in the new factory
Rhode Island 1974
photo by Clinker
The first time I approached the shop, my excitement at a new job - blinded me to certain facts I should have noticed.
The building was new and modern and painted a cheerful yellow. Well, that should have warned me right there. Exactly why was it necessary to paint a factory cheerful yellow? What was that hiding?
I should have also noticed the fact that, except for the small guard window looking out to surveil what people were doing in the parking lot, there were absolutely no windows in its huge four acre expanse of a steel frame building. Oh, there were windows in the front brick section where the white collars worked. But, in the back, in gigantic box on a concrete slab where things were made - was nary a window to be found.
I should have noticed when I walked into the building from the sunlight into to the huge, dark expanse. I felt blind. I should have taken that as a hint. I should have noticed the smell in the darkness as my eyes adjusted; the grayness of smoke with whiffs of things inorganic and unnatural hanging chemicals in the lost transparency of the air.
But I didn’t .
I walked down aisles lit by by glaring but insufficient mercury vapor lamps to find my workstation near the back of the building. There I found the time clock surrounded by the rack of time cards which would measure us. I searched among them for one with my name on it. I think your stomach feels this no matter who you are on the first day. You know that a week ago or so you answered the add, filled out the application, and you told your little lies in the interview. You know someone in a white shirt shook your hand and told you you were hired and that you should report on this day before 7 am with your tools and ready to work. But, there is still a question. Are you really hired? Did they really buy it? Do you really work here? Do you really have a card with your name on it among all these others? Can you depend now on taking that first magical step toward a pay check?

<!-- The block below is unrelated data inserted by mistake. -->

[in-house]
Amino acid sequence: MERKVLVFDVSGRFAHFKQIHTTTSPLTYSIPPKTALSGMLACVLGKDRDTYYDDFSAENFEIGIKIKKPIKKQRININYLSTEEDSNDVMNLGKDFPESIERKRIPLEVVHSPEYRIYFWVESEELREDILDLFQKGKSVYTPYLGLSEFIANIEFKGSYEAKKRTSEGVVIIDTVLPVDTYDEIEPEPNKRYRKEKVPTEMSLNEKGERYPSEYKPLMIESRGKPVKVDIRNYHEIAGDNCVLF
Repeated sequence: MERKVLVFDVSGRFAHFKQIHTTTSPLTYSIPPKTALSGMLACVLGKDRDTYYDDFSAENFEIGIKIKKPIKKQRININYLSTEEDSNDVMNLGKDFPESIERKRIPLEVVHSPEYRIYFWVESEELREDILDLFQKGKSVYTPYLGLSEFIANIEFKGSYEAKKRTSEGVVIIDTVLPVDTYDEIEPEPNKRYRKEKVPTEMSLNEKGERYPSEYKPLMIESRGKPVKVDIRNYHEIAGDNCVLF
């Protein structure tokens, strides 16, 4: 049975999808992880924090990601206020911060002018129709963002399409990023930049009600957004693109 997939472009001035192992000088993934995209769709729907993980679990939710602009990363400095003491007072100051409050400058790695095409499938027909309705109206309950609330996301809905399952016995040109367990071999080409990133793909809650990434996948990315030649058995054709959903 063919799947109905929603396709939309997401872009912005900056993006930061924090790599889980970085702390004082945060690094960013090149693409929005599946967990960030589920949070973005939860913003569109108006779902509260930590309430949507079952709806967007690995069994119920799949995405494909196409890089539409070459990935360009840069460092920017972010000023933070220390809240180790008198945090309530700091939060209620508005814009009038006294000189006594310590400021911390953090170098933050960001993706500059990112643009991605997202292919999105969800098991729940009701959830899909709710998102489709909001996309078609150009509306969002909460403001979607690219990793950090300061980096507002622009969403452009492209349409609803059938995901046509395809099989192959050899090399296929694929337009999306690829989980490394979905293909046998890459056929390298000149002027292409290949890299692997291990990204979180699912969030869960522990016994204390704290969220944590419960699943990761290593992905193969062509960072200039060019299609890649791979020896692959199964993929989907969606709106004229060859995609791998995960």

I scan the cards sticking their head out of the gray rack, feeling like a youth reading a list of names who made the team. I feel the eyes of workers who are still strangers to me on my back. Is it there? Am I in? Finally, at the bottom I find it. Panic eases. My name is handwritten unlike the others, obviously not yet completely affirmed by the fuller investment of computer payroll integration. “Clinker - 573.” So that’s it. “Clinker - 573.” I am 573. I punch the clock. It is 6:53 and the time clock’s thud and vibration for once feels good at the start of a day and not its end.
The grey machines stand there in a row. Other workers huddle in small groups talking here and there or are already at their stations puttering with tools to get ready for the beginning. Here I stand, among them but apart; unassigned to a machine. I notice the machinist tool chests many have opened and I try not to stand out as I hold my pitifully small fishing tackle box with a few wrenches and screwdrives I have brought from home. I am as green as new grass, trying to look like I have some possible clue as to what the fuck I am doing.
But I must learn, and these men, and these grey monster machines are my teachers.
Then comes the hideous noise. It has become 7 AM. It is not the romantic steam whistle of yesteryear, but the glaring blaring nasal electric horn. Switches are thown and the noise begins in earnest as the new shift takes over. It builds to a whining growl, as tool bits bite into spinning metal, punctuated by the clanging of hammers and crackle and flashing of electric welding arcs in work areas near our own.
I should have known when I heard the noise.
An old man walks over in a white open collar shirt. He is the front line in management’s defense. “You Clinker?,” he says. I nod. “You ran a lathe before before, right?” I stupidly say “Yes.” It begins.
CLINKER COPYRIGHT 2017